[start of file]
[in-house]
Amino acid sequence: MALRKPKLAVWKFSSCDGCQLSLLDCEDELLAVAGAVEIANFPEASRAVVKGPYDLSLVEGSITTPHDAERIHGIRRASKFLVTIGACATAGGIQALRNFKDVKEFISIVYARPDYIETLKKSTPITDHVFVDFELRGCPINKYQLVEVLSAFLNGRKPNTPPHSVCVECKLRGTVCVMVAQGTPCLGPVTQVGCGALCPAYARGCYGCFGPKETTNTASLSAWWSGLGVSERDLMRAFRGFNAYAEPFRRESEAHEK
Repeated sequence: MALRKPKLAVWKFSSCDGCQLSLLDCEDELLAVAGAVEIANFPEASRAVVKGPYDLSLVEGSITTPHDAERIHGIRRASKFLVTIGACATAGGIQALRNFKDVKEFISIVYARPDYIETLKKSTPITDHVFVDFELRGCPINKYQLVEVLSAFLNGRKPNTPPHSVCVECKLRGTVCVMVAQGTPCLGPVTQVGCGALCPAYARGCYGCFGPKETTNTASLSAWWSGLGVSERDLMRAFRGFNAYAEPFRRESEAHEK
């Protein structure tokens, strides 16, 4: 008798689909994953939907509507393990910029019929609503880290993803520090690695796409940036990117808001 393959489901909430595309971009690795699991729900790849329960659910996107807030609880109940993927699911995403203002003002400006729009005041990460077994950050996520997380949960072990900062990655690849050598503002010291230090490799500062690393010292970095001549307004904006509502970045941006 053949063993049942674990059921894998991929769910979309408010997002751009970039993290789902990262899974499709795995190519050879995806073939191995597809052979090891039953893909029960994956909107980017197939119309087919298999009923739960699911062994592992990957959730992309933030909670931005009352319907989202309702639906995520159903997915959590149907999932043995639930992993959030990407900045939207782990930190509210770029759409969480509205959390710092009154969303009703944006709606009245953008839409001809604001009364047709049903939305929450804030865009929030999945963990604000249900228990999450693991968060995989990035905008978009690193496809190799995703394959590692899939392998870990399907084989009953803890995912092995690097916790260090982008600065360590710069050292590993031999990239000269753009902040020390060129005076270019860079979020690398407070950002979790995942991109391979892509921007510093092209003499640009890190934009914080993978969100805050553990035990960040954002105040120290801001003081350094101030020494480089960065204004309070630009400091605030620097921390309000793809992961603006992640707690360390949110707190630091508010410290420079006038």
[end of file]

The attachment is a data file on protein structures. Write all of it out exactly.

[in-house]
Amino acid sequence: MALRKPKLAVWKFSSCDGCQLSLLDCEDELLAVAGAVEIANFPEASRAVVKGPYDLSLVEGSITTPHDAERIHGIRRASKFLVTIGACATAGGIQALRNFKDVKEFISIVYARPDYIETLKKSTPITDHVFVDFELRGCPINKYQLVEVLSAFLNGRKPNTPPHSVCVECKLRGTVCVMVAQGTPCLGPVTQVGCGALCPAYARGCYGCFGPKETTNTASLSAWWSGLGVSERDLMRAFRGFNAYAEPFRRESEAHEK
Repeated sequence: MALRKPKLAVWKFSSCDGCQLSLLDCEDELLAVAGAVEIANFPEASRAVVKGPYDLSLVEGSITTPHDAERIHGIRRASKFLVTIGACATAGGIQALRNFKDVKEFISIVYARPDYIETLKKSTPITDHVFVDFELRGCPINKYQLVEVLSAFLNGRKPNTPPHSVCVECKLRGTVCVMVAQGTPCLGPVTQVGCGALCPAYARGCYGCFGPKETTNTASLSAWWSGLGVSERDLMRAFRGFNAYAEPFRRESEAHEK
């Protein structure tokens, strides 16, 4: 008798689909994953939907509507393990910029019929609503880290993803520090690695796409940036990117808001 393959489901909430595309971009690795699991729900790849329960659910996107807030609880109940993927699911995403203002003002400006729009005041990460077994950050996520997380949960072990900062990655690849050598503002010291230090490799500062690393010292970095001549307004904006509502970045941006 053949063993049942674990059921894998991929769910979309408010997002751009970039993290789902990262899974499709795995190519050879995806073939191995597809052979090891039953893909029960994956909107980017197939119309087919298999009923739960699911062994592992990957959730992309933030909670931005009352319907989202309702639906995520159903997915959590149907999932043995639930992993959030990407900045939207782990930190509210770029759409969480509205959390710092009154969303009703944006709606009245953008839409001809604001009364047709049903939305929450804030865009929030999945963990604000249900228990999450693991968060995989990035905008978009690193496809190799995703394959590692899939392998870990399907084989009953803890995912092995690097916790260090982008600065360590710069050292590993031999990239000269753009902040020390060129005076270019860079979020690398407070950002979790995942991109391979892509921007510093092209003499640009890190934009914080993978969100805050553990035990960040954002105040120290801001003081350094101030020494480089960065204004309070630009400091605030620097921390309000793809992961603006992640707690360390949110707190630091508010410290420079006038």